Turn everything off Of the makeovers Marvel’s movie superheroes have received, none have been more dramatic—or more fun—than Thor’s. After transforming from an average god brother in 2011 Thor to the dark hammer holder in 2013 Thor: The Dark Worldhe got a new attitude Thor: Ragnarok 2017. In the hands of director Taika Waititi, the mighty god of thunder not only got a new hairstyle, but also became a funny friend from work of the Avengers. He turned a little sad Avengers: Endgame (remember Lebowski’s Thor?), but with Thor: Love and Thunder, he’s back — and back in Waititi’s loving arms.
Waititi isn’t the only one he’s coming back for Love and thunder. It also features Natalie Portman reprising her role as Jane Foster, who – in a move inspired by Jason Aaron’s comic book story – becomes the new Thor. And that’s not the only influence on Aaron in the film. Christian Bale’s bad guy Gorr the God Butcher also comes from the writer’s work. Have we piqued your interest? Want to know what other comics might be relevant to this week’s issue Love and thunder? Start reading here.
Thor: God of Thunder #1-12 (2012-2013)
An epic dive into the life of a god told across three time periods, Jason Aaron’s first Thor story was an incredibly bold debut. Not only does it present the threat of the seemingly unstoppable Gorr, but it also shows Thor growing into the person he never thought he could be. (Side note: There might be some daddy issues at play here.) You’ll come for the emotional and violent melodrama, but you’ll probably stay for the gorgeous artwork by Esad Ribic and Matt Wilson, which is as beautiful as few superhero comics can be.
Thor #1-8 (2014); Mighty Thor #1-5, 8-11, 13-14 (2015-2016)
What happens when Odin’s son ceases to be worthy of the enchanted hammer Mjolnir? Apparently the hammer goes off and finds a new owner for itself, resulting in the creation of a new Thor, as unlikely as that may seem. Aaron’s clever, funny reboot brought in an army of new fans, excited by both the mysterious new god of thunder—her true identity was kept a secret, which was a significant part of the entertainment at the time—and the wonderful art of newcomer Russell Dauterman. Few suspected the tragedy at the heart of the story, but when it was revealed, it only added to the poignancy.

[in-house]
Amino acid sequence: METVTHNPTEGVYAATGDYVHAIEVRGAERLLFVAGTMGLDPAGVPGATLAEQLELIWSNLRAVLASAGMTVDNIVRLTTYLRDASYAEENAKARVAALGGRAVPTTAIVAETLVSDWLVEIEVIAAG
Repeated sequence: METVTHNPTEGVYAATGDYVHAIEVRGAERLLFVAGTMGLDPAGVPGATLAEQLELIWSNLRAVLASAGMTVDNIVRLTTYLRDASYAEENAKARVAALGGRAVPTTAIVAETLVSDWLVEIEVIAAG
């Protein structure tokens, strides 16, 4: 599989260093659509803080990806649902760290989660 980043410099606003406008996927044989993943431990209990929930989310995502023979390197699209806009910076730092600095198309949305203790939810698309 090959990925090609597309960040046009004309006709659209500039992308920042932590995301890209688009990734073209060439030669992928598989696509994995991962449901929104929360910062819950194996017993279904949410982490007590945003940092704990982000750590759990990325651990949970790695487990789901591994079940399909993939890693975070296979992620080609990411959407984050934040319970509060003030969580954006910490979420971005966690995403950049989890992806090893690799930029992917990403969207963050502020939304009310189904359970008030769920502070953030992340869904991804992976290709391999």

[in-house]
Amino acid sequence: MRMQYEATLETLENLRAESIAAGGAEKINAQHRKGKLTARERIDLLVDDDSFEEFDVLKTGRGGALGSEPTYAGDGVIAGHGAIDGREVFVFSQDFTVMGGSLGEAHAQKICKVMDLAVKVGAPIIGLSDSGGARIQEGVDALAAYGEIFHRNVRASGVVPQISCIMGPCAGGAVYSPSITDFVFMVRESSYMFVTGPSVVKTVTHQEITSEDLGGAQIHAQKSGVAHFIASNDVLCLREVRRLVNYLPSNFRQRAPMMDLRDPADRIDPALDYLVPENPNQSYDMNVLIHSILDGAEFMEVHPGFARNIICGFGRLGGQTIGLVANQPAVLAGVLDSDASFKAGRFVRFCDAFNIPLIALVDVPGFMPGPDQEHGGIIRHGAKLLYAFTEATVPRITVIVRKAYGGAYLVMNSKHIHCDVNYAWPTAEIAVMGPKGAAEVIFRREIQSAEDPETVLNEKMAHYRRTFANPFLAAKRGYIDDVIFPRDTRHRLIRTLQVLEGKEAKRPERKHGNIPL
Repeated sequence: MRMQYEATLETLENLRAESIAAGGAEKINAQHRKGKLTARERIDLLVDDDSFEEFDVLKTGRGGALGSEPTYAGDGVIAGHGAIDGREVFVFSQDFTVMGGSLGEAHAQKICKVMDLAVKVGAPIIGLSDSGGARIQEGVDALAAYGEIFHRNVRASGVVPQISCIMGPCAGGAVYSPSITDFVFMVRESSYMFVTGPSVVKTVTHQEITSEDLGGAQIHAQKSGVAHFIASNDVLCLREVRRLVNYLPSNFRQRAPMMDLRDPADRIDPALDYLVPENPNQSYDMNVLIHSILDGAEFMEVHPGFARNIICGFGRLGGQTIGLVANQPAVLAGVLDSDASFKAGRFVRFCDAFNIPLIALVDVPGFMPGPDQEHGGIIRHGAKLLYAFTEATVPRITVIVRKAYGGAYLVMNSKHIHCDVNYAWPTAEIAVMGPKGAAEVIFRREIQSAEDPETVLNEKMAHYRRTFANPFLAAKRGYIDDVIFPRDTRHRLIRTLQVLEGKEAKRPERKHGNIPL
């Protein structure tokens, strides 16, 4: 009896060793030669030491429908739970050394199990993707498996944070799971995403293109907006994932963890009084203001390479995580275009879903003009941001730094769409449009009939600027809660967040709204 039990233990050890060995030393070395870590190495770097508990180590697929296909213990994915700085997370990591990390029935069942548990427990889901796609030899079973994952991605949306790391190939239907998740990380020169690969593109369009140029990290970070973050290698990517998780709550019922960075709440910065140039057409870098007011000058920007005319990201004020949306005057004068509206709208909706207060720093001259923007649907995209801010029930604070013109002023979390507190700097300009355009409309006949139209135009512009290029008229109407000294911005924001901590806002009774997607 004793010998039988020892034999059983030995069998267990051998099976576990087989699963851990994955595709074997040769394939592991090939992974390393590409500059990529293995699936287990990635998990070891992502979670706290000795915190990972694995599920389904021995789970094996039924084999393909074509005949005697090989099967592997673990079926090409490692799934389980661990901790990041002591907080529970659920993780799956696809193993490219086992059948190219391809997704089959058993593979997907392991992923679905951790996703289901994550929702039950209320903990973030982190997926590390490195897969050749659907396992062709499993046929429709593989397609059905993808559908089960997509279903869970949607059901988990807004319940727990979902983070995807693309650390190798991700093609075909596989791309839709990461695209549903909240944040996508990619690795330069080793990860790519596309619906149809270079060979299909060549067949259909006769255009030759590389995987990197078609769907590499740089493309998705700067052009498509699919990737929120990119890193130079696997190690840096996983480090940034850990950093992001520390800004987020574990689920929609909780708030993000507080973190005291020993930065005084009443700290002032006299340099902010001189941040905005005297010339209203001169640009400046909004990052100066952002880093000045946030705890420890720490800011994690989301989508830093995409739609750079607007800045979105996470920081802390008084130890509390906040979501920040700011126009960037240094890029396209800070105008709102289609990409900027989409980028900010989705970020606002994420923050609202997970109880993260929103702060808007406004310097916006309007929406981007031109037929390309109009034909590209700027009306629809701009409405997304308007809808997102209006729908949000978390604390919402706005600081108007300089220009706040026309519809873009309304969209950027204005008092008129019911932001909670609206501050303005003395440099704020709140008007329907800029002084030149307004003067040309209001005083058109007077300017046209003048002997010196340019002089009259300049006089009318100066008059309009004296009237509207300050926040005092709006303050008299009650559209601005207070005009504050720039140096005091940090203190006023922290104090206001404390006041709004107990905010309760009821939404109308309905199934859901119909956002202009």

Valkyrie: Jane Foster #1-10 (2019-2020)
The price of being Thor is heavy. But even after Jane Foster found out how difficult it could be, Marvel wasn’t done with her. In this run, she finds herself in an even more unlikely position than the goddess of thunder: ferry woman for the dead. With murderous supervillains on the loose—hello, Daredevil villain Bullseye—and some familiar and unfamiliar faces on hand to help, Jane has a lot going on just when she might have expected to be well rested (in peace ).
Guardians of the Galaxy #1-18 (2020-2021)
While the version of the team that appears in the latest comic book incarnation of the franchise isn’t quite the same that director James Gunn made famous, this take on the Guardians is probably the best we’ve seen in years. It encompasses the many genres and influences present in the DNA of the concept and of science fiction superheroes in general. Also keep an eye out for new team member(s) in this special lineup. Not only will a few likely become your new favorite characters, but at least one of them should be looked out for for reasons that will become clear at the end Love and thunder.
Mighty Thor #126, 221, 356 (1966, 1974, 1985)
What makes these three different releases – released more or less a decade apart – a good trifecta to revisit after Love and thunder? The presence of another god, who does not come from Asgard and who initially does not even enjoy Thor’s company: Hercules, son of Zeus (Russell Crowe in Love and thunder). He’s a great foil for Odin’s favorite offspring, in part because they share so many traits: overconfidence, stubbornness, and a love of sleeveless outfits. You should really meet Hercules. When you watch the movie, you’ll have a good idea why.